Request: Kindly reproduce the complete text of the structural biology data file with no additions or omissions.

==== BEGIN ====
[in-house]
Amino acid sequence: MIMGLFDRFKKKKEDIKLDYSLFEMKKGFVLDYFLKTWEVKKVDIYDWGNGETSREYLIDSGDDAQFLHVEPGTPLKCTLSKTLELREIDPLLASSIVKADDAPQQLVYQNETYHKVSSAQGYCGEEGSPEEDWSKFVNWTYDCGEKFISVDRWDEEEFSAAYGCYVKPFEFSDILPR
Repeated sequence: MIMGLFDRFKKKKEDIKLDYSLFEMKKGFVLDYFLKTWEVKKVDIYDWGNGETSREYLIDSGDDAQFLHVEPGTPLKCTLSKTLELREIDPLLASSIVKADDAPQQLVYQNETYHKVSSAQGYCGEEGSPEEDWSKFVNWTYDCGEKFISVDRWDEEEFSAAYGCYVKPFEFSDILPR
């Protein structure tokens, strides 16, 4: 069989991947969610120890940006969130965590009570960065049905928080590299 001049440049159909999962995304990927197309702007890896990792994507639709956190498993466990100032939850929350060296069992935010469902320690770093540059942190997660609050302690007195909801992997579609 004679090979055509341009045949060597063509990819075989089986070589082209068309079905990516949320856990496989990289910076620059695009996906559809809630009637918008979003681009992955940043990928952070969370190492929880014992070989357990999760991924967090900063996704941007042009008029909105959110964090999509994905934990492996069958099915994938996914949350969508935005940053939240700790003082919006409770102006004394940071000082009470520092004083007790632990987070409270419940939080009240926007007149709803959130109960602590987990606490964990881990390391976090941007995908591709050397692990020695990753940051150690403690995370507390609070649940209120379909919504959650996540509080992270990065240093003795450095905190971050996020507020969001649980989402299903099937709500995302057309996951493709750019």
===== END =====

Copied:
[in-house]
Amino acid sequence: MIMGLFDRFKKKKEDIKLDYSLFEMKKGFVLDYFLKTWEVKKVDIYDWGNGETSREYLIDSGDDAQFLHVEPGTPLKCTLSKTLELREIDPLLASSIVKADDAPQQLVYQNETYHKVSSAQGYCGEEGSPEEDWSKFVNWTYDCGEKFISVDRWDEEEFSAAYGCYVKPFEFSDILPR
Repeated sequence: MIMGLFDRFKKKKEDIKLDYSLFEMKKGFVLDYFLKTWEVKKVDIYDWGNGETSREYLIDSGDDAQFLHVEPGTPLKCTLSKTLELREIDPLLASSIVKADDAPQQLVYQNETYHKVSSAQGYCGEEGSPEEDWSKFVNWTYDCGEKFISVDRWDEEEFSAAYGCYVKPFEFSDILPR
């Protein structure tokens, strides 16, 4: 069989991947969610120890940006969130965590009570960065049905928080590299 001049440049159909999962995304990927197309702007890896990792994507639709956190498993466990100032939850929350060296069992935010469902320690770093540059942190997660609050302690007195909801992997579609 004679090979055509341009045949060597063509990819075989089986070589082209068309079905990516949320856990496989990289910076620059695009996906559809809630009637918008979003681009992955940043990928952070969370190492929880014992070989357990999760991924967090900063996704941007042009008029909105959110964090999509994905934990492996069958099915994938996914949350969508935005940053939240700790003082919006409770102006004394940071000082009470520092004083007790632990987070409270419940939080009240926007007149709803959130109960602590987990606490964990881990390391976090941007995908591709050397692990020695990753940051150690403690995370507390609070649940209120379909919504959650996540509080992270990065240093003795450095905190971050996020507020969001649980989402299903099937709500995302057309996951493709750019």